appear in three particulars. First, It is a great hindrance to a minister, in that such a practice takes him off from his study. For, if he must be tied up to a stinted form of words, either in praying or preaching, made ready to his hand, why need he take any pains in study? The Spirit of God enjoins ministers that they study and take pains to grow in spiritual gifts, that their profiting in the mystery of godliness might appear to all. 1 Tim. iv. 13, 14, 15.

Secondly, This practice necessarily binds up the minister's talents, if he hath any left him, in a napkin, and so lays him open to be cast out for an unfaithful and an unprofitable servant. Matt. XXV. 25, 30.

Thirdly, This practice brings and continues a spiritual barrenness on the people, in that it robs their souls of the benefit of ministerial gifts. The

apostle assures us that “the manifestation of the Spirit is given to every man to profit withal,” 1 Cor. xii. 7. Now, in case ministers are not allowed to exercise and improve their own ministerial gifts, how can their people be otherwise than grossly ignorant in the mysteries of gospel religion? Let those ministers, who willingly subject their consciences to such unreasonable and intolerable yokes of men's laying on them, consider and tremble at those scriptures, Mal. íi. 7, 8; Hosea iv. 6; Matt. xv. 14.

Branch 2. For securing peace in the church.
To this I answer in three particulars.

First, The event of imposing stinted forms of prayer makes it plain and evident to every discerning eye that the forms imposed are not according to the revealed will of God.

Whatever in itself tends to rend and tear the hearts and affections of magistrates from their subjects, and of the subjects from their magistrates, can never be proved to be the ordinance of God.

Too evident it is that the violence, which in former reigns hath been used and practised in imposing liturgies and stinted forms of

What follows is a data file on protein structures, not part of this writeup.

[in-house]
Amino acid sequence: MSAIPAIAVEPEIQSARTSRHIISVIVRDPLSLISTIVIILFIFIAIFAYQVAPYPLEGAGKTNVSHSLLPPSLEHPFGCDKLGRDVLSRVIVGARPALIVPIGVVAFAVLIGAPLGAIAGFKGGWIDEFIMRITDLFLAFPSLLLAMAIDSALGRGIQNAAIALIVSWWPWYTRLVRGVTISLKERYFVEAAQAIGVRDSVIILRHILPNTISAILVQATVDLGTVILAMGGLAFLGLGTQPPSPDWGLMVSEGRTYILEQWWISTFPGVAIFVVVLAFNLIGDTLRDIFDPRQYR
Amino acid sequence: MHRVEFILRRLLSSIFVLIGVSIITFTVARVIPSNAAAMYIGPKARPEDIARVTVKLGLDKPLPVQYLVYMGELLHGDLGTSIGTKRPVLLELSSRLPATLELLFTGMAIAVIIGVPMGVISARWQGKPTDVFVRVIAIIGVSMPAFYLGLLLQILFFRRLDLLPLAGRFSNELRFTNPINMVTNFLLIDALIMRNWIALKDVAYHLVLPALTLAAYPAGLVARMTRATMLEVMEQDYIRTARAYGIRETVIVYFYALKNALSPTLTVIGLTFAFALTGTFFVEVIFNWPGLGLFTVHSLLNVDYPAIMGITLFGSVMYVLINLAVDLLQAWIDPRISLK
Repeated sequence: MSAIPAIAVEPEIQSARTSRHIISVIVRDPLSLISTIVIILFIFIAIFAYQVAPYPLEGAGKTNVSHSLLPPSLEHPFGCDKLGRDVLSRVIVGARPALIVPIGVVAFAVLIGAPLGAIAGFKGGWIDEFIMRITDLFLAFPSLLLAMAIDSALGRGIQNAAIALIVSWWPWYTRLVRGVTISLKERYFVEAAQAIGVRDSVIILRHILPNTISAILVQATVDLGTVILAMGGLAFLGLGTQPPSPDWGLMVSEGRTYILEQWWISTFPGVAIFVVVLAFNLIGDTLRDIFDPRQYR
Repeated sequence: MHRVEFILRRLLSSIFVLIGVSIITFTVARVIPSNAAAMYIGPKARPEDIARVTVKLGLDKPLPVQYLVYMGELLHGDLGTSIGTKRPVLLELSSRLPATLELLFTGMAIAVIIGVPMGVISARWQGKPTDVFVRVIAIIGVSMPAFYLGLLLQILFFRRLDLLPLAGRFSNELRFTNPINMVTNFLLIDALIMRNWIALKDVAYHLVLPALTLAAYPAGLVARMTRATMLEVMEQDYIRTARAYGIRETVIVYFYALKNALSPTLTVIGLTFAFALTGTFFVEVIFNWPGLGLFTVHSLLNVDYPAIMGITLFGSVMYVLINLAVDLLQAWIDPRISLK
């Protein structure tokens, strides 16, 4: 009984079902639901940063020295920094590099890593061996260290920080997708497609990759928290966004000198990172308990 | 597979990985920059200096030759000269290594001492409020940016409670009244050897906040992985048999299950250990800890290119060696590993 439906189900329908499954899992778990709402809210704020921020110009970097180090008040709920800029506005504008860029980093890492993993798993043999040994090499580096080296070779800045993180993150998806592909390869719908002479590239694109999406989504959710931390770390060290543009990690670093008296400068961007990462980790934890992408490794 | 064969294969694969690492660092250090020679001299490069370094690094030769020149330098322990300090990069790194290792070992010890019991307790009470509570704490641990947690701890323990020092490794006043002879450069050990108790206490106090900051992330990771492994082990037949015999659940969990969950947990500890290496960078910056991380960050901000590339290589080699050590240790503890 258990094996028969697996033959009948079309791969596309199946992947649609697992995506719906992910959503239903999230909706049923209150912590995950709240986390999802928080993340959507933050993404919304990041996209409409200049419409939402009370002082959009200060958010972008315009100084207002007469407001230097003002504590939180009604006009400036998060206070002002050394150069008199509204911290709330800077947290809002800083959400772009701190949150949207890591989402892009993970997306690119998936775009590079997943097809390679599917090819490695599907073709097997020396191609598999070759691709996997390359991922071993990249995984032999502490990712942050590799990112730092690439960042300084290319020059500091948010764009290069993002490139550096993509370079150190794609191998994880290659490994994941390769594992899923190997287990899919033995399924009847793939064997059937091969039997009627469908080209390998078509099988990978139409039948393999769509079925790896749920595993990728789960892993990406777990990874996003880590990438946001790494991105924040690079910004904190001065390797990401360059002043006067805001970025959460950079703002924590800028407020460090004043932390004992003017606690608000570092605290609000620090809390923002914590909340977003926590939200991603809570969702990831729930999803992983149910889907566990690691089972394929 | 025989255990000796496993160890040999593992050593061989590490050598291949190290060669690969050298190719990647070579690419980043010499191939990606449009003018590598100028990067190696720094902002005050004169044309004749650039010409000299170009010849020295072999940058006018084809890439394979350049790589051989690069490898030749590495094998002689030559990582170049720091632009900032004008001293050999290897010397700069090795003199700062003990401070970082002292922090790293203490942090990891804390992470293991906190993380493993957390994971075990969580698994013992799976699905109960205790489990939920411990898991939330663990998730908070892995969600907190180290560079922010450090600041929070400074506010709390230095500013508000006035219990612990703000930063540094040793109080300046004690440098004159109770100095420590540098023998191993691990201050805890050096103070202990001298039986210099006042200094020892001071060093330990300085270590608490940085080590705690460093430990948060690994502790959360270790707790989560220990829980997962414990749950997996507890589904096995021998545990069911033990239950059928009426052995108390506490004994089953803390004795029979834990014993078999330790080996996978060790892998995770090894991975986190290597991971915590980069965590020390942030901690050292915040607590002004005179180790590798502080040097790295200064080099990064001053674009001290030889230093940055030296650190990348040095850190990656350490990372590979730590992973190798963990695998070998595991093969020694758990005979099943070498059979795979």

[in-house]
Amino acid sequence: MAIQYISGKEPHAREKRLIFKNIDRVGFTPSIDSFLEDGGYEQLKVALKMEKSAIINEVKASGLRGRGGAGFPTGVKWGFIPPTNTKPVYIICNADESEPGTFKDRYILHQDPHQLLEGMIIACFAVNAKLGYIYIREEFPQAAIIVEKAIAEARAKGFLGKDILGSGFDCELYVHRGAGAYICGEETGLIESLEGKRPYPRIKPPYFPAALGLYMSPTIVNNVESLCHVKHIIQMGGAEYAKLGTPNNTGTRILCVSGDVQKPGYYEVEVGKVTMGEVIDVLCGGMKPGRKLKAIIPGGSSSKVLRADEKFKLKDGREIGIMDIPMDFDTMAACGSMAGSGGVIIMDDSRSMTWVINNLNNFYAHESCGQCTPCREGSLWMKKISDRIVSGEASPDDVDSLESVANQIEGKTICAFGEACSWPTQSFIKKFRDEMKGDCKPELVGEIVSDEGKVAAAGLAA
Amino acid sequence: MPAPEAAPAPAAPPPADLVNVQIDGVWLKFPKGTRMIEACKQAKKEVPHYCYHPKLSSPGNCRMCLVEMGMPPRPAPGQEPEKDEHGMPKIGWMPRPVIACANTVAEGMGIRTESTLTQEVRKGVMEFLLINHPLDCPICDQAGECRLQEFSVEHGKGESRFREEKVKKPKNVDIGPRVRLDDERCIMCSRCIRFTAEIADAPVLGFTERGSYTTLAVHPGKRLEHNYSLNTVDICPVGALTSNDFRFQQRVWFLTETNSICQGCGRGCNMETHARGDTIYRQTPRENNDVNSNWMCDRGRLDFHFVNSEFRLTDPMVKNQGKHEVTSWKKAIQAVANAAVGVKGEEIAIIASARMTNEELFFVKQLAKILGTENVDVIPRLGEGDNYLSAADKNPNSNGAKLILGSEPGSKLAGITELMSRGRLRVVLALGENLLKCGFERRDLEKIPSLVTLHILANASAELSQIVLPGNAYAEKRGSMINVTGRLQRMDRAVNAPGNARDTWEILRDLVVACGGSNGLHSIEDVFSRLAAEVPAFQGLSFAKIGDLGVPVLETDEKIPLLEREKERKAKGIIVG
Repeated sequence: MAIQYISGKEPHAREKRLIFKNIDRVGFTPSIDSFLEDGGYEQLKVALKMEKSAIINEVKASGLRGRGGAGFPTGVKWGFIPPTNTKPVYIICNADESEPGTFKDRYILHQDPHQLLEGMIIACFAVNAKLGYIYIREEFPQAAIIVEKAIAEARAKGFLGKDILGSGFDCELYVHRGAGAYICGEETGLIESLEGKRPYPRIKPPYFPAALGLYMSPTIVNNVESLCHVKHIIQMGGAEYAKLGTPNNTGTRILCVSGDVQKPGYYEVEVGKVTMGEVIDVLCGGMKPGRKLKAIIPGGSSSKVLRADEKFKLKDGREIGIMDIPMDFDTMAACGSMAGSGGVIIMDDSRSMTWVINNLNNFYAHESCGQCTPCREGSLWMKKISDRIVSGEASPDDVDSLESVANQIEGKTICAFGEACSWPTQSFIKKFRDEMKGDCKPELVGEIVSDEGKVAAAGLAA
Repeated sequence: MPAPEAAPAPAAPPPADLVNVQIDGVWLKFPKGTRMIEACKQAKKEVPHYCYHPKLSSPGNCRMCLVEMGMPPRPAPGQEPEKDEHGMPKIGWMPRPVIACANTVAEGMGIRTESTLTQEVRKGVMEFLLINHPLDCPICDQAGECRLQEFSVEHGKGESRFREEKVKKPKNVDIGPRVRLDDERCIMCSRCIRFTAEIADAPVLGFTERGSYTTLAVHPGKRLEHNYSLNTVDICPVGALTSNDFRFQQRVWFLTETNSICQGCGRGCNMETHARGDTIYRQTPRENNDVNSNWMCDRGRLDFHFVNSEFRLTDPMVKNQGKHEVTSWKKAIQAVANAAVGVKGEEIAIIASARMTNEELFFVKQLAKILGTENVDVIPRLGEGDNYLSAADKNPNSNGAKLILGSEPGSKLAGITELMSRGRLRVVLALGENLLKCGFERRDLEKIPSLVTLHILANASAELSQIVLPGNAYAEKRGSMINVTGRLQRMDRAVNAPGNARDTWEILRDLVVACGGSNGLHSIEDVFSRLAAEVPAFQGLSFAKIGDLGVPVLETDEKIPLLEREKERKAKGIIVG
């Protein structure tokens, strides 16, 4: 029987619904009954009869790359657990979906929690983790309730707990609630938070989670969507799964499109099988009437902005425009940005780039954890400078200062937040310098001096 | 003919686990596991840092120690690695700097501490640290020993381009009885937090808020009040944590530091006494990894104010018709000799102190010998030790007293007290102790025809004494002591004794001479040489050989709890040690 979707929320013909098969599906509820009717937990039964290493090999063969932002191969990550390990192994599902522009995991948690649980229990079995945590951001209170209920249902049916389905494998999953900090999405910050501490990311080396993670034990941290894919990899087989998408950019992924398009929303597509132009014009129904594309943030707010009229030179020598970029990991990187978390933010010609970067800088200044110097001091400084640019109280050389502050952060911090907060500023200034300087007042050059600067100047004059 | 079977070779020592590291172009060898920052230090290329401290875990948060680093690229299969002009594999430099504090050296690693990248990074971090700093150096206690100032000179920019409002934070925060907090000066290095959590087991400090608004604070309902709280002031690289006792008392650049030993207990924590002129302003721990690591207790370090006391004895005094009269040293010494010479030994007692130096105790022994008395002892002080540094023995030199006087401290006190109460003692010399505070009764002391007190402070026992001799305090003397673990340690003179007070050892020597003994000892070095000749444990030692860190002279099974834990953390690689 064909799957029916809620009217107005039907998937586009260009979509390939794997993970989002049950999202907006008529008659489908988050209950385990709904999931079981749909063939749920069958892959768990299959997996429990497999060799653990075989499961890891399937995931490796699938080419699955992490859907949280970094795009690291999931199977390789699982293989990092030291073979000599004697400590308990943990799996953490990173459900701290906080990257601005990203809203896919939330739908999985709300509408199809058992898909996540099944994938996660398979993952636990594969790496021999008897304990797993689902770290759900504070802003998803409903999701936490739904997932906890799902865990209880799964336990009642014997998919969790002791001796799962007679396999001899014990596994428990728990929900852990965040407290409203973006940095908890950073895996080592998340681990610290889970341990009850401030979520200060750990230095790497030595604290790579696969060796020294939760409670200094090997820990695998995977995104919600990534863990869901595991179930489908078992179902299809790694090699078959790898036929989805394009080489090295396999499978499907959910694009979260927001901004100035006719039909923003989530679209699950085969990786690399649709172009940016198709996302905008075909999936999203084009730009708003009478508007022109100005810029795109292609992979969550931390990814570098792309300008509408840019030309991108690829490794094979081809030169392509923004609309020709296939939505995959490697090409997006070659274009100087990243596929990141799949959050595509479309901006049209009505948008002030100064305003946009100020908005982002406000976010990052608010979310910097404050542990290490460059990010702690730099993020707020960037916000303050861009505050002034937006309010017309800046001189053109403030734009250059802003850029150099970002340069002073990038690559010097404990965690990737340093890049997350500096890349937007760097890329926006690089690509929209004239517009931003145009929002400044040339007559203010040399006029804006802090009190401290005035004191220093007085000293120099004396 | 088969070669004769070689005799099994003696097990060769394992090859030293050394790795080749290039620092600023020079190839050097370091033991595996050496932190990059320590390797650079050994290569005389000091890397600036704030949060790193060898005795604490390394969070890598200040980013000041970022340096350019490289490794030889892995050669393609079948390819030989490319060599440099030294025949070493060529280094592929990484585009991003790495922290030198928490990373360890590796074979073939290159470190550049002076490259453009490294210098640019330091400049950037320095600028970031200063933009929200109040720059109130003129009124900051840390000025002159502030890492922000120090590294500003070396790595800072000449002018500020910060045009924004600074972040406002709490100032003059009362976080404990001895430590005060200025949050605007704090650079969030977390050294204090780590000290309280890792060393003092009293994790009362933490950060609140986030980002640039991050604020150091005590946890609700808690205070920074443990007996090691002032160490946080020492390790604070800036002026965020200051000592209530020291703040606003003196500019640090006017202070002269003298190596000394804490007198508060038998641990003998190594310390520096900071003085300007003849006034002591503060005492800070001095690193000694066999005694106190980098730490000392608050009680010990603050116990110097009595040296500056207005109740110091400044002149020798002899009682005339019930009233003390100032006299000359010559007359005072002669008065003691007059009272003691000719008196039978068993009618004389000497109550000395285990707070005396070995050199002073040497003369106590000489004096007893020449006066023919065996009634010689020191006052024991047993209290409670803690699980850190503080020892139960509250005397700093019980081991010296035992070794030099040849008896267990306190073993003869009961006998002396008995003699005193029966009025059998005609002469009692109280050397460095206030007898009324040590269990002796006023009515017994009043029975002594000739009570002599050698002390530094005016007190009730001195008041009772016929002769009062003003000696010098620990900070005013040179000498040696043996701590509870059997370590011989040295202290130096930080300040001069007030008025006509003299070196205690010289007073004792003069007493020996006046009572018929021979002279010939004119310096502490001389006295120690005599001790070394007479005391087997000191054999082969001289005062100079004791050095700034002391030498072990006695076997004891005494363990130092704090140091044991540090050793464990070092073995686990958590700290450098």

prayer,

hath not only exasperated the spirit of the magistrates against the best of their subjects, but it hath greatly alienated the hearts and affections of those subjects from their migistrates; and, if this be the way to secure peace, for my part I do not know what peace is. No man of common sense will call a continued persecution for conscience

sake peace, or the way to promote it, either in church or state.

Secondly, The imposing such stinted forms of prayer, by force and violence, is altogether repugnant to the law of charity. And that which is so can never be the way either to procure or secure peace.

It will be altogether in vain for those to expect a right peace, who have no regard to practise the golden rule laid down by Christ in Matt. vii. 12, “ Therefore all things, whatsoever ye would that men should do unto you, do ye even so unto them.” A negative peace they may for a time enjoy, but true and real peace they will remain strangers to while their necks refuse to stoop to the yoke of the Prince of peace. Isa. lix. 8. “The way of peace they know not; and there is no judgment in their goings : they have made them crooked paths; whosoever goeth therein shall not

know peace."

Let not that person, family, or nation, expect peace, whose hearts refuse to embrace the truth of God as it is in Jesus. That peace, which proceeds not from a cordial reception of the truth in faith and love, will in the end prove but a bastard peace. And they who boast of such a peace will be found no better than sélf-deceivers, Isa. Ivii. 21. Luke x. 6.

Thirdly, The imposing stinted forms of prayer, contrary to the law of charity, instead of procuring or securing peace, either in church or civil